More time, money, customization can narrow the opportunity gap in education

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I have spent more than 35 years working to help public education fulfill the promise of equal opportunity, but two recent New York Times articles illustrate how far we are from achieving that moral and societal imperative.

David Brooks, in a recent column entitled “The Opportunity Gap,” reviews the research on the gap between the haves and have-nots and concludes, “The children of the more affluent and less affluent are raised in starkly different ways and have different opportunities.” Brooks further reports this gap is growing: “Over the last 40 years upper-income parents have increased the amount they spend on their kids’ enrichment activities, like tutoring and extracurriculars, by $5,300 a year. The financially stressed lower classes have only been able to increase their investment by $480, adjusted for inflation.”

I see this opportunity gap daily in our racially and economically diverse neighborhood in south St. Petersburg. The affluent kids in my neighborhood are attending a variety of enrichment camps this summer. Meanwhile, the low-income kids are sleeping till noon and then wandering the streets in the afternoon trying to avoid boredom and arrest – and generally failing on both counts. Many of the low-income black teenagers I know are going to get picked up and questioned by the police this summer, and occasionally get arrested. Whether or not they’ve committed crime is irrelevant. They’ll all plead out, go into a diversion program that is a well-intentioned waste of time and money, and the whole cycle will start again.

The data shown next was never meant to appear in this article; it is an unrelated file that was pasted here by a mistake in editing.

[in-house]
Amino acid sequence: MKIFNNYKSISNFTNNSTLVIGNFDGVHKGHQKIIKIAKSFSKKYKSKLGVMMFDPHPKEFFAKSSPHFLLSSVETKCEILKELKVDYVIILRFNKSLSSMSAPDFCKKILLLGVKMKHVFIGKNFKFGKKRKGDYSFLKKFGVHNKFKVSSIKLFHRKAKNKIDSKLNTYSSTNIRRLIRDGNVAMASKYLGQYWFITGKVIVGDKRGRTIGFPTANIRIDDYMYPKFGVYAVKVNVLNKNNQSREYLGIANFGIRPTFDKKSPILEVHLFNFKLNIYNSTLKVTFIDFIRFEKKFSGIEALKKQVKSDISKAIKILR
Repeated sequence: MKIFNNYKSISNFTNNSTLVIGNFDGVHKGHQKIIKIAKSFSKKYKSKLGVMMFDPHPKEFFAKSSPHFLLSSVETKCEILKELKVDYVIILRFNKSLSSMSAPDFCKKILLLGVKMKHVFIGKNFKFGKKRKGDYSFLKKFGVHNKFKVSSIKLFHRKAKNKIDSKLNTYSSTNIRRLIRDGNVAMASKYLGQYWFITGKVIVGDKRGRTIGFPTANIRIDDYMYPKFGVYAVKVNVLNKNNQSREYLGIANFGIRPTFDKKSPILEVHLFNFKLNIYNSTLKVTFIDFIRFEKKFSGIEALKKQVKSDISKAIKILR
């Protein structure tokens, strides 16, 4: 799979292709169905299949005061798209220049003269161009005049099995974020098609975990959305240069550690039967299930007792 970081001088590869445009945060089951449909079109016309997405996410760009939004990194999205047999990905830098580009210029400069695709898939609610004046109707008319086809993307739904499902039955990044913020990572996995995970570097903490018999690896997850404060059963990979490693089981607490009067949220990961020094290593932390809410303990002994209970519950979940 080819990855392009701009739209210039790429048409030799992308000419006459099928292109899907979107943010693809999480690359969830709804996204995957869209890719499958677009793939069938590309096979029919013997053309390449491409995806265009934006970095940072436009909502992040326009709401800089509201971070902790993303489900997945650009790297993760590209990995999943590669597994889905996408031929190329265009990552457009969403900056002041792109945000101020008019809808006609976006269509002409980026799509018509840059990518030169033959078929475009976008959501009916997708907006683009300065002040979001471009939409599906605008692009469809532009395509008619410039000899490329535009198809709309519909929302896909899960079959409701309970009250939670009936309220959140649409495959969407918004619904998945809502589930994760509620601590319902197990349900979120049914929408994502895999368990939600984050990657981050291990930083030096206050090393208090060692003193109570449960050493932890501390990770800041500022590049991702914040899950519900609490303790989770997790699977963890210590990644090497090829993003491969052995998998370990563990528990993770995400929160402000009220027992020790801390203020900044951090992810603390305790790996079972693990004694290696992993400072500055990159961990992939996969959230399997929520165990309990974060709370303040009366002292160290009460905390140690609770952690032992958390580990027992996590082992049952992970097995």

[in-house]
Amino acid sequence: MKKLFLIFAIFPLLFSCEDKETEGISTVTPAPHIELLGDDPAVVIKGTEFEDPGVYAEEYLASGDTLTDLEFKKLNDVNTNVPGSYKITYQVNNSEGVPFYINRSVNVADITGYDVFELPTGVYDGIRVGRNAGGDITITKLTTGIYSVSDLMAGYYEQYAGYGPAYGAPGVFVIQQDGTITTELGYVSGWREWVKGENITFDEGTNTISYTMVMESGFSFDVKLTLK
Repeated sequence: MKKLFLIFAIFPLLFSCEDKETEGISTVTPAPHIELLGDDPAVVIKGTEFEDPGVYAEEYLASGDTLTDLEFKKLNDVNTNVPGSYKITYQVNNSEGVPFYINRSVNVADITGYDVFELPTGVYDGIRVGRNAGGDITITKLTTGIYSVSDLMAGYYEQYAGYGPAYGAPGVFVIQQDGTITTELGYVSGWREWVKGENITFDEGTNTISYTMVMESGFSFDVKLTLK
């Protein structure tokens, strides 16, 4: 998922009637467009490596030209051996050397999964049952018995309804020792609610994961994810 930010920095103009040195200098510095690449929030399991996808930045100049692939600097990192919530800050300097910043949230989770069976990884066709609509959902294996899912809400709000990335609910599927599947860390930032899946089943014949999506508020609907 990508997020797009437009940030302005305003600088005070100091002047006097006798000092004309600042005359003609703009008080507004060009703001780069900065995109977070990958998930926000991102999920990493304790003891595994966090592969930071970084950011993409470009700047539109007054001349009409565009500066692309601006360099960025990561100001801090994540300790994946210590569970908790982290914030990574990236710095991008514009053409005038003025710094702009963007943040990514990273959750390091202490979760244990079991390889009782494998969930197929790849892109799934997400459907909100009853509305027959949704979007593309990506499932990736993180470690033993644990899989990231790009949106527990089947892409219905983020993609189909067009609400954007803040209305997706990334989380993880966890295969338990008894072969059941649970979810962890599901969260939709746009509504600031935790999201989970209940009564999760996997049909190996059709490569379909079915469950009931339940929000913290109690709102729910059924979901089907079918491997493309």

In a second Times article, “Two Classes, Divided by ‘I Do,’” Jason DeParle chronicles how the differences between one- and two-parent families help explain this growing cultural dichotomy. DeParle writes that, “Changes in marriage patterns – as opposed to changes in individual earnings – may account for as much as 40 percent of the growth in certain measures of inequality … About 41 percent of births in the United States occur outside marriage, up sharply from 17 percent three decades ago … Less than 10 percent of the births to college-educated women occur outside marriage, while for women with high school degrees or less the figure is nearly 60 percent.” While many children raised by single parents do well as adults, DeParle concludes that overall, children raised by single parents are significantly disadvantaged:  “They are more likely than similar children with married parents to experience childhood poverty, act up in class, become teenage parents and drop out of school.”

None of this is news in my neighborhood. The vast majority of low-income children wandering our streets this summer are being raised by a single mom or grandmother. They have no fathers in their lives.

The traditional neighborhood district school has little or no chance of overcoming these obstacles, which is why new models of publicly-funded education are emerging.

As we’ve discussed repeatedly on this blog, we need to customize our instruction to the specific needs of each child, and for most low-income children this means more direct instruction in highly structured classrooms. It also means addressing the huge disparity in out-of-school learning opportunities by extending the school day and school year. This will be expensive, but recycling these kids through the criminal justice system is also expensive and destructive on many levels.

The cultural divide Brooks and DeParle write about, and the opportunity gap imbedded in this divide, is a huge threat to our country’s short and long-term economic and political health. Unfortunately, we seem unwilling to seriously confront this threat. As Brooks concluded, “Equal opportunity, once core to the nation’s identity, is now a tertiary concern. If America really wants to change that, if the country wants to take advantage of all its human capital rather than just the most privileged two-thirds of it, then people are going to have to make some pretty uncomfortable decisions.”

On a personal note, I don’t have 35 more years to work on this. I’d like to see some progress before my time is up.

(Image from averageyouthministry.com)